¥ Make sure that your children are seated in or are safely out of your car and that car doors are securely closed before proceeding around the circle.
¥ Remain in your car to ensure that the line proceeds around the circle as quickly as possible.
¥ It is not permissible to drop off a child at the end of the driveway or in the parking lot across the street. You may drop off a child ONLY at the school entrance and into the care of a staff member. Otherwise, you must park across the street and walk with your child to the entrance.
¥ Please do not hand correspondence, tuition payments, or other such items to the carpool staff. The safety of your child is our utmost concern.
Carpool starts at 8 a.m. Students arriving after carpool has ended must be signed in by a parent and are marked tardy.
¥ Children waiting to be picked up during carpool remain inside the school in their assigned places until their carpool number is called.
¥ Mid-day Carpool for pre-kindergarten and half-day kindergarten students begins at 11:45 a.m. Children remaining after 12 noon without reservations for extended-care are sent to the program and a late fee charged to the studentÕs account.
¥ Afternoon carpool begins at 2:45 p.m. Children remaining after 3 p.m. without reservations for extended-care are sent to the program and a late fee is charged to the studentÕs account. ¥ In the interest of safety and accountability, you must sign-out children in the extended-care log; failure to do so is in violation of school rules, will be reported to the administration for action, and accounts will be billed for the maximum amount.
¥ Between the hours of 8 a.m. and 5 p.m., long-term parking for school visitors is in the lot across Greenbury Point Road. Please DO NOT park below the putting green. Children may not be left unattended on the putty green! Fifteen-minute parking is available on the right side of the school driveway. It is clearly marked: ÒFifteen-minute parking except during carpool operation.Ó The asphalt area to the side and back of the school is the teachersÕ parking lot; the asphalt area in front of the school is a part of the playground. Physical education classes, recess, and after-school activities are held on this area, weather permitting. It is dangerous and disruptive for cars to come and go in that area while children are on the playground and some games (e.g.: volleyball) cannot be played if cars are parked there.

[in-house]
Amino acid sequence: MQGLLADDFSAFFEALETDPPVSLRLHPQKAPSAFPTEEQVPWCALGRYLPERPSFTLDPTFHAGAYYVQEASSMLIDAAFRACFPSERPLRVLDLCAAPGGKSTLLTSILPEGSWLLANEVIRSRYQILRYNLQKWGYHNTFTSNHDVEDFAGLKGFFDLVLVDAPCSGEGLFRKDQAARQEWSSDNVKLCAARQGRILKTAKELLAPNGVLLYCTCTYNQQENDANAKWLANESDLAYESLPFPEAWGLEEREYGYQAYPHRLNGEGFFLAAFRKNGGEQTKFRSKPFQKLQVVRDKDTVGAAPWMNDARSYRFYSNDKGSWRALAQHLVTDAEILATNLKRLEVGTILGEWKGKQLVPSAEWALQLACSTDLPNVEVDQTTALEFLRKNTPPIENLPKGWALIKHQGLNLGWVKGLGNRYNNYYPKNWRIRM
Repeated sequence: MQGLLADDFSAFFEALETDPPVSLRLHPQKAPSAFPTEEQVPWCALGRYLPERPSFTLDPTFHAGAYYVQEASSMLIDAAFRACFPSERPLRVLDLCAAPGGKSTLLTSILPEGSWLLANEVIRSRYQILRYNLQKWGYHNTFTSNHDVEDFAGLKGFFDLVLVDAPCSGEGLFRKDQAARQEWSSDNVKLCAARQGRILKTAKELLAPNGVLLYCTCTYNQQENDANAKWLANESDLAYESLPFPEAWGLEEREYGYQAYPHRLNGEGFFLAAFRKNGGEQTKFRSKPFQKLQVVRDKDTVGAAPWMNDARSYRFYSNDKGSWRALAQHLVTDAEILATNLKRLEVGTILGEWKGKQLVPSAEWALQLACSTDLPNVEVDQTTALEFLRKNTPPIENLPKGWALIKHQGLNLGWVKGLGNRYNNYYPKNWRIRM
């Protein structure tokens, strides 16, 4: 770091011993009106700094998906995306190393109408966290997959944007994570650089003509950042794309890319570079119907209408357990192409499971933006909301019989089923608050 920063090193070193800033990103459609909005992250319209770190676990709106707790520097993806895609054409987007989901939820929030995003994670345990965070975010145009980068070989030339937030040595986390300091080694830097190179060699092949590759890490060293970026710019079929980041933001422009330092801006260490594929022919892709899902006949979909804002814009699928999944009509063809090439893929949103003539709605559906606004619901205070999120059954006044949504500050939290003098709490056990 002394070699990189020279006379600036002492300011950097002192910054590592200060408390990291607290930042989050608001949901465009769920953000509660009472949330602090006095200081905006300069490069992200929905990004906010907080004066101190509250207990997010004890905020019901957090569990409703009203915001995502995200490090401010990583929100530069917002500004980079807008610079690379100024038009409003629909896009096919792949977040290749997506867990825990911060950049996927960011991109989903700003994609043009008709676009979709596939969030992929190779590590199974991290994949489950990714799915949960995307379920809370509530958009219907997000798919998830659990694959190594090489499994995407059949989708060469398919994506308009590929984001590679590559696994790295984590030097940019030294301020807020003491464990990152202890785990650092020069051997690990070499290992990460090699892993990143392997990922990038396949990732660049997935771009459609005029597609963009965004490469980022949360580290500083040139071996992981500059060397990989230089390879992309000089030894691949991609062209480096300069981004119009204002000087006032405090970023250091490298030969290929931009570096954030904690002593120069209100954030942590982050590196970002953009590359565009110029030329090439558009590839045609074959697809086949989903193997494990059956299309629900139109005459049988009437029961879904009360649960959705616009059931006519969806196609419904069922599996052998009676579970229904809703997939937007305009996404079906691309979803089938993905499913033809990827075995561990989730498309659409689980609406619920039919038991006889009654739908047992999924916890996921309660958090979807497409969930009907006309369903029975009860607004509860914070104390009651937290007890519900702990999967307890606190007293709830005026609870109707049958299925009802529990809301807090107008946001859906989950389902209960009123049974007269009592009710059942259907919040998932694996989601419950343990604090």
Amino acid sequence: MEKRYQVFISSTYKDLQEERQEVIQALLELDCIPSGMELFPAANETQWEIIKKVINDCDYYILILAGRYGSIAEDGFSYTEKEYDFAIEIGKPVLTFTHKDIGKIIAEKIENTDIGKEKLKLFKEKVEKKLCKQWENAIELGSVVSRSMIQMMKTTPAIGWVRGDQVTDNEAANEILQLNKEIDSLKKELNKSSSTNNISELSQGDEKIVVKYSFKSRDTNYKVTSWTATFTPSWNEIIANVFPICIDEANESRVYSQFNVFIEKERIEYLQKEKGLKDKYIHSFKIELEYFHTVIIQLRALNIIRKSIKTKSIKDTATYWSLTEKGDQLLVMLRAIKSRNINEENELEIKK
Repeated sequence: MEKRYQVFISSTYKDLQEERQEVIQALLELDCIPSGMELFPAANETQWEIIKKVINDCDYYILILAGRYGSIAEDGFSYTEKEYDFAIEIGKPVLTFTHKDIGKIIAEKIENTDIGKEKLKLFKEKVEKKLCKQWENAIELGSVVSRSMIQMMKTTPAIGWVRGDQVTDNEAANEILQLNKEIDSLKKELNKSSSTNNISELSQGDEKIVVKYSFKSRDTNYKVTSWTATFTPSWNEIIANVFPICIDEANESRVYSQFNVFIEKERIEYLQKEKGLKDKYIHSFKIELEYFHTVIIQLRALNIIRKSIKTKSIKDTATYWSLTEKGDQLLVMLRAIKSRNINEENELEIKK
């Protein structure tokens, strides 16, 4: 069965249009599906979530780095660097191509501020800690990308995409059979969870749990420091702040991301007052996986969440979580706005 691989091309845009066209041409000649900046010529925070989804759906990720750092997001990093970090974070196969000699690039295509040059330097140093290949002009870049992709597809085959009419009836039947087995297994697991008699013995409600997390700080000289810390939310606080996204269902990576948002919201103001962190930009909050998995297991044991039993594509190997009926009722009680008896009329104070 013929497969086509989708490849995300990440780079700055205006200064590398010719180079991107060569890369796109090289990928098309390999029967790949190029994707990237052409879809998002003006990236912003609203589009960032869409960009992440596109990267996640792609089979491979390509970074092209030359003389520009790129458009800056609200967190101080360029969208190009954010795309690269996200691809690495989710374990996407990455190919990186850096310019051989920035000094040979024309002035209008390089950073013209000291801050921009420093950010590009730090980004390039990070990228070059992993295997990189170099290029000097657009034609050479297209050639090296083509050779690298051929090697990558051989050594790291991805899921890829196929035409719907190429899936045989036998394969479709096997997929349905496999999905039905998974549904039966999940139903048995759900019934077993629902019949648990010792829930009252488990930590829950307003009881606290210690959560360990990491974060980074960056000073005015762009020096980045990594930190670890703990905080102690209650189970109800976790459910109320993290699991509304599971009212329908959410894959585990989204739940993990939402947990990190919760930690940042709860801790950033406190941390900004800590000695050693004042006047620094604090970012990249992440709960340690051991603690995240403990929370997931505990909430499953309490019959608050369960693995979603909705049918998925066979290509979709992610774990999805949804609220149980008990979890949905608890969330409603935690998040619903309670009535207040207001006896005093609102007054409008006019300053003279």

¥ Parking is forbidden on Greenbury Point Road at all times; this INCLUDES the widened shoulder area close to the end of the school driveway. The no-parking rule on Greenbury Point Road is an edict laid down by the USNA Security.
¥ Cars must never be left unattended on the circle in front of the school.
1 Tuition is paid in nine equal installments. First installment is due by 5/20/09 for returning students, or at time of enrollment for students new to NAPS. Second installment is due 9/20/09 and monthly thereafter.
2 Annual fees will be billed in one installment on 06/01/09.
á There is a $100 per-family, nonrefundable fee upon initial application.
á There is a limited amount of financial aid available. Call the school for details.
Refund policy for families withdrawing children during the academic year
¤ A 30-day written notice of intention to withdraw a student is required to avoid losing tuition.
¤ If a less-than-30-day notice is given, there will be a tuition obligation for 30 days, beginning the date the written notice is received by the school.
¤ Exceptions will be made in case of military orders or medical emergency.
¤ Other exceptions will be considered by the board on a case-by-case basis.
¤ Under no circumstances will any portion of the annual fees (book/supplies and building maintenance) be refunded.
¤ School records will not be released until all NAPS accounts are paid in full.
¤ If a student is asked to withdraw as a result of disciplinary action by the board, there will be no refund.
á Late payment of tuition: Parents whose tuition payments are not received by the 20th of the month will be assessed a $25 late charge.
á Returned checks: $25 (After two occurrences, payment must be made by cash, or bank check for the remainder of the school year.)
á Late extended-care pick-ups: There will be a fee at the rate of $10 for each 5-minute segment after normal closing time. (This is a per-child charge.) Three late pick-ups will preclude use of the extended-care program for one month. The director will review extenuating circumstances regarding late pick-ups on a case-by-case basis.
á Before-school care without reservation: $15